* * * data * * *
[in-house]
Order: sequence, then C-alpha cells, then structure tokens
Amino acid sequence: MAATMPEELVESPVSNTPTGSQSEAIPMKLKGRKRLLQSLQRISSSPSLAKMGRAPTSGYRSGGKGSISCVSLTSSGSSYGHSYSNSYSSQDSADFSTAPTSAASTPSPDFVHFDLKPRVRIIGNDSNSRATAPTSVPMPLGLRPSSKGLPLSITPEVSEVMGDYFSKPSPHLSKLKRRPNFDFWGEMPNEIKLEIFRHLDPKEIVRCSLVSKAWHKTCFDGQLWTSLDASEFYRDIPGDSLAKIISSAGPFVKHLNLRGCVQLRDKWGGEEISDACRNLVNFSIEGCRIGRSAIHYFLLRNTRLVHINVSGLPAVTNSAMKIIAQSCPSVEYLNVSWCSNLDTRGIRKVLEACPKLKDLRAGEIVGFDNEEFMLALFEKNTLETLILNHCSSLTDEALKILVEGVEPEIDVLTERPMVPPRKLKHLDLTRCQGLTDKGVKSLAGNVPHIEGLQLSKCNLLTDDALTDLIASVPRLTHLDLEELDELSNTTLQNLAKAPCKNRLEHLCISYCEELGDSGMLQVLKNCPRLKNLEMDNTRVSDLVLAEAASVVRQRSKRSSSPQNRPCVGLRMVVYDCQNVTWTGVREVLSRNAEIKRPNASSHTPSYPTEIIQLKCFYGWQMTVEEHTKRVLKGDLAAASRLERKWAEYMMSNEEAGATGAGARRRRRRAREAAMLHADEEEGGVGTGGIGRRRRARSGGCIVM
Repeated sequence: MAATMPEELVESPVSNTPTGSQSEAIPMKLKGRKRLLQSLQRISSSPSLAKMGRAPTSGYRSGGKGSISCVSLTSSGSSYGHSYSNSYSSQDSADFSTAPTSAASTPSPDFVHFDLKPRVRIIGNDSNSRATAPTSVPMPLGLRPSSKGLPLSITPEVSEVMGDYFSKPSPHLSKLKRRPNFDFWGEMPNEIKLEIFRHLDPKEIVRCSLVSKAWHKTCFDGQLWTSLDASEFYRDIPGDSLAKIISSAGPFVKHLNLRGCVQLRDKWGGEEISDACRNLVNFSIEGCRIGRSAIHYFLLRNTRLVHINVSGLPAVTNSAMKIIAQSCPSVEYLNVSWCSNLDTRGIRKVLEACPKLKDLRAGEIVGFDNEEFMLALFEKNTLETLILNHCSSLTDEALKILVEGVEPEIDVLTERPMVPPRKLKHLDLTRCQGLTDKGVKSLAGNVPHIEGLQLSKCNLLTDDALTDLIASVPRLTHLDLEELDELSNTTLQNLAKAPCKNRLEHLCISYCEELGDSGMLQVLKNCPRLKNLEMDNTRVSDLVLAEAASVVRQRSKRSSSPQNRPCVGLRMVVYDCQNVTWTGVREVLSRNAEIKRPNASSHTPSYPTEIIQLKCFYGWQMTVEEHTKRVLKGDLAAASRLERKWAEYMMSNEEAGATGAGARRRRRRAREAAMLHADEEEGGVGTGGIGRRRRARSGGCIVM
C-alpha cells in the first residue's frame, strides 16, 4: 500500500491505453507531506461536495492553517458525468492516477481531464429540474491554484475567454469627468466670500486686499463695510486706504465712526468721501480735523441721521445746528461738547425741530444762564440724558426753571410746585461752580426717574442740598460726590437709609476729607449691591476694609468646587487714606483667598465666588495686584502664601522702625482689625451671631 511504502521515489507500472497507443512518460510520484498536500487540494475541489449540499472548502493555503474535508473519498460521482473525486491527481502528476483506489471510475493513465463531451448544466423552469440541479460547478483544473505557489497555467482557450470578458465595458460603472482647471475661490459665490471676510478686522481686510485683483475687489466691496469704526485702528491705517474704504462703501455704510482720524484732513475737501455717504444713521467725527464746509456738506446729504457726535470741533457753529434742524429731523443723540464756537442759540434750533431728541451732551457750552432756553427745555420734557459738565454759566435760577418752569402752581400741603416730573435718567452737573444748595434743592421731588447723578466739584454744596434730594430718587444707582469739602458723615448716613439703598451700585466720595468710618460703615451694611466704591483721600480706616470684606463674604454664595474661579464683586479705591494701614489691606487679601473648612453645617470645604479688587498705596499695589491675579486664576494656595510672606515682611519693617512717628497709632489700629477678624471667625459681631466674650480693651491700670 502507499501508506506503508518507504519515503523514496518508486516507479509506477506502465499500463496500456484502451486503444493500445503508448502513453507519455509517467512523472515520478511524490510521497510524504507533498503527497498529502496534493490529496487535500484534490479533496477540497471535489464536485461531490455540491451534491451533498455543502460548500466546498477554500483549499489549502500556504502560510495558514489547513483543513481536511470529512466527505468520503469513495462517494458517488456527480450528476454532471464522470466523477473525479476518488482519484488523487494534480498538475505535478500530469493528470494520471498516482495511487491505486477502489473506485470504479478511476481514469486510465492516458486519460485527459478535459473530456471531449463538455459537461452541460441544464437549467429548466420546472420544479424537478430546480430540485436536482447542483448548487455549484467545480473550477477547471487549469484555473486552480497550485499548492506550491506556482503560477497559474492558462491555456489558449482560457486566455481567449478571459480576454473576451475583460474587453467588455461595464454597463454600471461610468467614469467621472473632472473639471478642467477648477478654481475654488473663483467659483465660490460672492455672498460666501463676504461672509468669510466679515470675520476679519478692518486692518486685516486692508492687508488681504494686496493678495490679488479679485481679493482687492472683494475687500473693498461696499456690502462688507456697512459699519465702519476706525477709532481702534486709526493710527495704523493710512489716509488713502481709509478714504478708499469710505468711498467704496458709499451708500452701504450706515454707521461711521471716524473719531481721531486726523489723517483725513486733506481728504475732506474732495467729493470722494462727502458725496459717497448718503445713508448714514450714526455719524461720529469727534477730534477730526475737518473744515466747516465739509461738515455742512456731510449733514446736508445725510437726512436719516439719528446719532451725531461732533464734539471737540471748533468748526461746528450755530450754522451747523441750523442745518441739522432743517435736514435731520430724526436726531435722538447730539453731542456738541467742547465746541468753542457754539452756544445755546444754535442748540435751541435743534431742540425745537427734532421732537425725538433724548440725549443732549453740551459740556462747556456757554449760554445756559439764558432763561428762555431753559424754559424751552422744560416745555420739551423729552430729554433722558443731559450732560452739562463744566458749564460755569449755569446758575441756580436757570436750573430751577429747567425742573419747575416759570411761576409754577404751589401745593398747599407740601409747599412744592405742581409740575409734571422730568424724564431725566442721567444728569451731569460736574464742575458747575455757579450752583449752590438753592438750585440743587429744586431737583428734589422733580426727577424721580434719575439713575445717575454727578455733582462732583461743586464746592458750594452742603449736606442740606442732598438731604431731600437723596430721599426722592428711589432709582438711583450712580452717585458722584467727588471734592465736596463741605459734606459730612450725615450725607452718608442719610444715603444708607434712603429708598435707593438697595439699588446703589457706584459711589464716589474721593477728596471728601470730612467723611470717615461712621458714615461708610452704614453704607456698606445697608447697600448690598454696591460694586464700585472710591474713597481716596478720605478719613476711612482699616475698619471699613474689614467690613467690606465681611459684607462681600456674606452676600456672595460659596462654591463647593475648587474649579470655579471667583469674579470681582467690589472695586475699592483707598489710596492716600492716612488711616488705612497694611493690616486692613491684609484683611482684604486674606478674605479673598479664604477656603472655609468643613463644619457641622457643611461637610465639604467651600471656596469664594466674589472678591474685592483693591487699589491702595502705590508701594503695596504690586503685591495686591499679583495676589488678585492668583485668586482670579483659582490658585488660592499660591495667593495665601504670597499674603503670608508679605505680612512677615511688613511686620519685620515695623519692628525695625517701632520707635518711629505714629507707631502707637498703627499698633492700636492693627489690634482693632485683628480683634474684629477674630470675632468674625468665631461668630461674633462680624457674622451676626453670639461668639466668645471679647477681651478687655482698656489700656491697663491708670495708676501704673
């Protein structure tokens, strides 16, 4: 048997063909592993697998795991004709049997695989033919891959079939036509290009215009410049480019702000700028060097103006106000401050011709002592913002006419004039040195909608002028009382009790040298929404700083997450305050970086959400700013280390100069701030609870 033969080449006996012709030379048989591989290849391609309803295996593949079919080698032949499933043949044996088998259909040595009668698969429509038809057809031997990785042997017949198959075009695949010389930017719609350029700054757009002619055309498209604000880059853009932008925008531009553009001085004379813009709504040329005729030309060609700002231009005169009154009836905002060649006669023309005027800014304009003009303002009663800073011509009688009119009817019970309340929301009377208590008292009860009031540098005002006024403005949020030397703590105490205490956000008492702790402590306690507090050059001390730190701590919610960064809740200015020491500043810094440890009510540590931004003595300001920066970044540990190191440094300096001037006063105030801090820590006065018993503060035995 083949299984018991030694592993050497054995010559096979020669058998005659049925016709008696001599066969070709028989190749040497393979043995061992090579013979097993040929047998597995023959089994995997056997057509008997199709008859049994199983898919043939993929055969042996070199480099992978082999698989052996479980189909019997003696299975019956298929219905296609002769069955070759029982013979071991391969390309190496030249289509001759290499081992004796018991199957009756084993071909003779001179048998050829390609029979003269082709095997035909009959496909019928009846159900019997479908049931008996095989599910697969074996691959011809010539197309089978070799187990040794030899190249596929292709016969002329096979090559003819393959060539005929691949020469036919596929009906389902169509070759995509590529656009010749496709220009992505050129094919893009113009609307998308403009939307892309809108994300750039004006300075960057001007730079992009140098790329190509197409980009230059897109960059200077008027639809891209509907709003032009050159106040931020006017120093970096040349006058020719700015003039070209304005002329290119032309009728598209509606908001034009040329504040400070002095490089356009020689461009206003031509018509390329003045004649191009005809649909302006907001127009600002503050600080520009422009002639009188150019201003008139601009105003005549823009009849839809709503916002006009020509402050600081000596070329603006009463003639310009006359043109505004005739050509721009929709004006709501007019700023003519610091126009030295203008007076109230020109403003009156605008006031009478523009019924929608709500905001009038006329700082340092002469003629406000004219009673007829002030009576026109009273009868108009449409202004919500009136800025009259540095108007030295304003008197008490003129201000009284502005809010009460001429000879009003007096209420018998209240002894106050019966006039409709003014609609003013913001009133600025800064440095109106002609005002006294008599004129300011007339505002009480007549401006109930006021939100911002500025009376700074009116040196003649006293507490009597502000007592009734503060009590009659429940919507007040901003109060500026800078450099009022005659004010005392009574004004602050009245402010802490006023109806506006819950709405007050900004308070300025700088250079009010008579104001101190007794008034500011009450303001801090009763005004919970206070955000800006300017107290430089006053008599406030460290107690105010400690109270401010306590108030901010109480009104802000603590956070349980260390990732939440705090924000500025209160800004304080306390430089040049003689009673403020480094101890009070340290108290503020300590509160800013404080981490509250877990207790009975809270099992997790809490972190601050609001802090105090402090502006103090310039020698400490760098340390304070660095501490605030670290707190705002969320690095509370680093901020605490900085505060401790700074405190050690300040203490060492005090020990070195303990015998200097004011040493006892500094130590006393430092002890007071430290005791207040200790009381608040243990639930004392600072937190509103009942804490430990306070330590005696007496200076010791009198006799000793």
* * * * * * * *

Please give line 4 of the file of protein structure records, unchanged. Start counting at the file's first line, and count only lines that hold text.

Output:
Repeated sequence: MAATMPEELVESPVSNTPTGSQSEAIPMKLKGRKRLLQSLQRISSSPSLAKMGRAPTSGYRSGGKGSISCVSLTSSGSSYGHSYSNSYSSQDSADFSTAPTSAASTPSPDFVHFDLKPRVRIIGNDSNSRATAPTSVPMPLGLRPSSKGLPLSITPEVSEVMGDYFSKPSPHLSKLKRRPNFDFWGEMPNEIKLEIFRHLDPKEIVRCSLVSKAWHKTCFDGQLWTSLDASEFYRDIPGDSLAKIISSAGPFVKHLNLRGCVQLRDKWGGEEISDACRNLVNFSIEGCRIGRSAIHYFLLRNTRLVHINVSGLPAVTNSAMKIIAQSCPSVEYLNVSWCSNLDTRGIRKVLEACPKLKDLRAGEIVGFDNEEFMLALFEKNTLETLILNHCSSLTDEALKILVEGVEPEIDVLTERPMVPPRKLKHLDLTRCQGLTDKGVKSLAGNVPHIEGLQLSKCNLLTDDALTDLIASVPRLTHLDLEELDELSNTTLQNLAKAPCKNRLEHLCISYCEELGDSGMLQVLKNCPRLKNLEMDNTRVSDLVLAEAASVVRQRSKRSSSPQNRPCVGLRMVVYDCQNVTWTGVREVLSRNAEIKRPNASSHTPSYPTEIIQLKCFYGWQMTVEEHTKRVLKGDLAAASRLERKWAEYMMSNEEAGATGAGARRRRRRAREAAMLHADEEEGGVGTGGIGRRRRARSGGCIVM